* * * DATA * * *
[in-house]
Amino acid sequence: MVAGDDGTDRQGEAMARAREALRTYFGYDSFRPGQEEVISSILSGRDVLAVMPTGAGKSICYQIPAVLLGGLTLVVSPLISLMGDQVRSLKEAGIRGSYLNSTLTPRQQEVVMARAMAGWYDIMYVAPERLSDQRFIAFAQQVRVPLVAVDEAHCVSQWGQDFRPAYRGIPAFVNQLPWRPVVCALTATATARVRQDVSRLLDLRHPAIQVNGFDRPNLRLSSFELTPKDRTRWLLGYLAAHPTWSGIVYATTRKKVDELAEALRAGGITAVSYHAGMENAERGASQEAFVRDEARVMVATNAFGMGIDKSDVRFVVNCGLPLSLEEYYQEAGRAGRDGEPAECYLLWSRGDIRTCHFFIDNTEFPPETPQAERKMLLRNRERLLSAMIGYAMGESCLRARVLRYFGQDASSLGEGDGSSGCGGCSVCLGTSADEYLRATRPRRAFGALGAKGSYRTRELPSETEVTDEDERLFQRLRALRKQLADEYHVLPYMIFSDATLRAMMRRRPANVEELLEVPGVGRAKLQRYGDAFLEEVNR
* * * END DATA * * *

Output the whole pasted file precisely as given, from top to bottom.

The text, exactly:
[in-house]
Amino acid sequence: MVAGDDGTDRQGEAMARAREALRTYFGYDSFRPGQEEVISSILSGRDVLAVMPTGAGKSICYQIPAVLLGGLTLVVSPLISLMGDQVRSLKEAGIRGSYLNSTLTPRQQEVVMARAMAGWYDIMYVAPERLSDQRFIAFAQQVRVPLVAVDEAHCVSQWGQDFRPAYRGIPAFVNQLPWRPVVCALTATATARVRQDVSRLLDLRHPAIQVNGFDRPNLRLSSFELTPKDRTRWLLGYLAAHPTWSGIVYATTRKKVDELAEALRAGGITAVSYHAGMENAERGASQEAFVRDEARVMVATNAFGMGIDKSDVRFVVNCGLPLSLEEYYQEAGRAGRDGEPAECYLLWSRGDIRTCHFFIDNTEFPPETPQAERKMLLRNRERLLSAMIGYAMGESCLRARVLRYFGQDASSLGEGDGSSGCGGCSVCLGTSADEYLRATRPRRAFGALGAKGSYRTRELPSETEVTDEDERLFQRLRALRKQLADEYHVLPYMIFSDATLRAMMRRRPANVEELLEVPGVGRAKLQRYGDAFLEEVNR